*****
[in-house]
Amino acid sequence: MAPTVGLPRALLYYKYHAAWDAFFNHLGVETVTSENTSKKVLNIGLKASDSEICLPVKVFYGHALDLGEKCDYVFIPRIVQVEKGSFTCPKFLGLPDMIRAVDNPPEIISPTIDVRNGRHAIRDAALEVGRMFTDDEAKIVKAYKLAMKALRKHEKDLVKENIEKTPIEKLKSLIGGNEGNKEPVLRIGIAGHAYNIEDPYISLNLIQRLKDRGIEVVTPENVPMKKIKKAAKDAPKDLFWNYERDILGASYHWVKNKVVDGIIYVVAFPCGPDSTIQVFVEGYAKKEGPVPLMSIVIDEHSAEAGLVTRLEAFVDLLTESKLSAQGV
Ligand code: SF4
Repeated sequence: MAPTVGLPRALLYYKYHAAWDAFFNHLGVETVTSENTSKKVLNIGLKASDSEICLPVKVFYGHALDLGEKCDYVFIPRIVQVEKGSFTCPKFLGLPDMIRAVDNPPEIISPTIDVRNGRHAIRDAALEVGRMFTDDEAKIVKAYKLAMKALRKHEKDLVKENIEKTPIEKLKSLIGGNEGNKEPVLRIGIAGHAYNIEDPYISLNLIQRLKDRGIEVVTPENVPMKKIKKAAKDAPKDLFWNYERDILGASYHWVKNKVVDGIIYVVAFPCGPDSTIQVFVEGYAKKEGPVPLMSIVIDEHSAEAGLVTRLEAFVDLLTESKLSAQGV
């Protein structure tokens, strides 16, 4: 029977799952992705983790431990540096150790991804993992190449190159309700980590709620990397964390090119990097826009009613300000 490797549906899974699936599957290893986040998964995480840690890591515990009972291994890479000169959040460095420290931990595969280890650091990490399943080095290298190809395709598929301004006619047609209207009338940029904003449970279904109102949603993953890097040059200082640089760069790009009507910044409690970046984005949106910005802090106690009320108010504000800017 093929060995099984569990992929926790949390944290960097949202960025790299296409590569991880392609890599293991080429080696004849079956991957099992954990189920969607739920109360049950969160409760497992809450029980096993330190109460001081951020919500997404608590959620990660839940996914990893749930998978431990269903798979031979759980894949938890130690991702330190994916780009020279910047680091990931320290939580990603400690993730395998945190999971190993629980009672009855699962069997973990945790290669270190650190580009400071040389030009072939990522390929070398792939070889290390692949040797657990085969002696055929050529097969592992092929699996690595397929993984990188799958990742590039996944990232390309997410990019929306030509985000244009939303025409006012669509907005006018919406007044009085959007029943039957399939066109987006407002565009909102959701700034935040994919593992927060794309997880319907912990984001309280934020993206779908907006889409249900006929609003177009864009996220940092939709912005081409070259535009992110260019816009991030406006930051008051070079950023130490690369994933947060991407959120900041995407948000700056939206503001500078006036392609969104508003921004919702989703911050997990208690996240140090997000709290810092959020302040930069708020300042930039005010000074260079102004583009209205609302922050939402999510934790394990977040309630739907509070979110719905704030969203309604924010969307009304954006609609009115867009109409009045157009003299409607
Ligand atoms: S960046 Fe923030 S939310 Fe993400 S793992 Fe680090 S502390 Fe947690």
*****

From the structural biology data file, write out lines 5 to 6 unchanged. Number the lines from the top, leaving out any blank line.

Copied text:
């Protein structure tokens, strides 16, 4: 029977799952992705983790431990540096150790991804993992190449190159309700980590709620990397964390090119990097826009009613300000 490797549906899974699936599957290893986040998964995480840690890591515990009972291994890479000169959040460095420290931990595969280890650091990490399943080095290298190809395709598929301004006619047609209207009338940029904003449970279904109102949603993953890097040059200082640089760069790009009507910044409690970046984005949106910005802090106690009320108010504000800017 093929060995099984569990992929926790949390944290960097949202960025790299296409590569991880392609890599293991080429080696004849079956991957099992954990189920969607739920109360049950969160409760497992809450029980096993330190109460001081951020919500997404608590959620990660839940996914990893749930998978431990269903798979031979759980894949938890130690991702330190994916780009020279910047680091990931320290939580990603400690993730395998945190999971190993629980009672009855699962069997973990945790290669270190650190580009400071040389030009072939990522390929070398792939070889290390692949040797657990085969002696055929050529097969592992092929699996690595397929993984990188799958990742590039996944990232390309997410990019929306030509985000244009939303025409006012669509907005006018919406007044009085959007029943039957399939066109987006407002565009909102959701700034935040994919593992927060794309997880319907912990984001309280934020993206779908907006889409249900006929609003177009864009996220940092939709912005081409070259535009992110260019816009991030406006930051008051070079950023130490690369994933947060991407959120900041995407948000700056939206503001500078006036392609969104508003921004919702989703911050997990208690996240140090997000709290810092959020302040930069708020300042930039005010000074260079102004583009209205609302922050939402999510934790394990977040309630739907509070979110719905704030969203309604924010969307009304954006609609009115867009109409009045157009003299409607
Ligand atoms: S960046 Fe923030 S939310 Fe993400 S793992 Fe680090 S502390 Fe947690």